Capital One Financial Corp. announced late Monday that more than 100 million people had their personal information hacked.
The hacker got information including credit scores and balances, ZIP codes, email addresses, dates of birth, self-reported income and payments history, fragments of transaction data, plus the Social Security numbers of about 140,000 customers and 80,000 bank-account numbers from credit-card customers, the bank said. It will offer free credit-monitoring services to those affected. Consumers and small businesses who applied for Capital One credit cards from 2005 through early 2019 are most at risk.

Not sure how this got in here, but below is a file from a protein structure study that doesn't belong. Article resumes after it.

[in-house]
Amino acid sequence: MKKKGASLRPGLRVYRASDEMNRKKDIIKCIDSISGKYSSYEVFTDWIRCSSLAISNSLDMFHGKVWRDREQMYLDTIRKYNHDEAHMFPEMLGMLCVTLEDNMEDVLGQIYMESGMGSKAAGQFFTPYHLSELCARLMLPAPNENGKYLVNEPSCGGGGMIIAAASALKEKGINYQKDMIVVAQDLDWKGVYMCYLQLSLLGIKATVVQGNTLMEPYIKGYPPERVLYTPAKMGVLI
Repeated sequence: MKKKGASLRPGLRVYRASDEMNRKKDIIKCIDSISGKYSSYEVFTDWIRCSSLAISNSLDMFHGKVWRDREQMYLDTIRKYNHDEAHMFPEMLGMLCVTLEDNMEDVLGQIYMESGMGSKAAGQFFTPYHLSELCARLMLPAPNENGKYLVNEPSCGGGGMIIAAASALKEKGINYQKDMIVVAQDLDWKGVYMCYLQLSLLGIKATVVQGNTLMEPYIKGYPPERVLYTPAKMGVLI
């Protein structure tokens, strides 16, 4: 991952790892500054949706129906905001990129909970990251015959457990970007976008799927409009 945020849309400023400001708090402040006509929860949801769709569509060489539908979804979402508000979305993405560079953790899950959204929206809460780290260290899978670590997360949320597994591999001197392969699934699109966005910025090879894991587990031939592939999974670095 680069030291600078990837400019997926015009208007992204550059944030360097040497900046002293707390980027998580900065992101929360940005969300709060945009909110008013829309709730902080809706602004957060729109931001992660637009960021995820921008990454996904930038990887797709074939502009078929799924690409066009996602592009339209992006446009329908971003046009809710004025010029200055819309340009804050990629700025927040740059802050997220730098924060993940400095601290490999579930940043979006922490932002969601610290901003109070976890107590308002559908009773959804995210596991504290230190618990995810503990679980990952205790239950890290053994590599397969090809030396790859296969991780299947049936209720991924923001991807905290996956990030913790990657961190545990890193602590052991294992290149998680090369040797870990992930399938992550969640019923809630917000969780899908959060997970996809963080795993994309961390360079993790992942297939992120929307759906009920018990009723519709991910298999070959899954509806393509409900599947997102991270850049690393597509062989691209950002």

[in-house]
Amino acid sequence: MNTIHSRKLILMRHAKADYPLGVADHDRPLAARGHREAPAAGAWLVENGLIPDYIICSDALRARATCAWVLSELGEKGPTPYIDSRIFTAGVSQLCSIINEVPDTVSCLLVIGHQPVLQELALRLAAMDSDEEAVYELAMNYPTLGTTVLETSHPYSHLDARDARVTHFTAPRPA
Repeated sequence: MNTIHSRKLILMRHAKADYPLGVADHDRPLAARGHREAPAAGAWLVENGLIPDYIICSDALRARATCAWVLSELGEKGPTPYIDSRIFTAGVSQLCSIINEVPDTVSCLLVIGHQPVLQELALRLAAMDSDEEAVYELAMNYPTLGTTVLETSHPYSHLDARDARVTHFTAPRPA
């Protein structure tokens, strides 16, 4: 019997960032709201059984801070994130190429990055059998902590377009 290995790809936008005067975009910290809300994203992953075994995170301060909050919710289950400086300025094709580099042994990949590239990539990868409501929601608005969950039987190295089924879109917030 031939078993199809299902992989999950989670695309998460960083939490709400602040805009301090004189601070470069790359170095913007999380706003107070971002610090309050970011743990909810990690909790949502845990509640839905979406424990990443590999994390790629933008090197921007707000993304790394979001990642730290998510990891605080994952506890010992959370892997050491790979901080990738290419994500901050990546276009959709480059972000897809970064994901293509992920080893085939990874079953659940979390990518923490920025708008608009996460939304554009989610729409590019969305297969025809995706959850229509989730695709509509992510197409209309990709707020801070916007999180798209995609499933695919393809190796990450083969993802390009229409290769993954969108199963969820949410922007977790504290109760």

The hack affected about 100 million people in the U.S. and 6 million in Canada, Capital One said. The company couldn’t say for sure whether the leaked data was used for fraud, but said it was unlikely. It first heard about the hack on July 19, but waited until July 29 to inform customers; it sought help from law enforcement to catch the alleged perpetrator.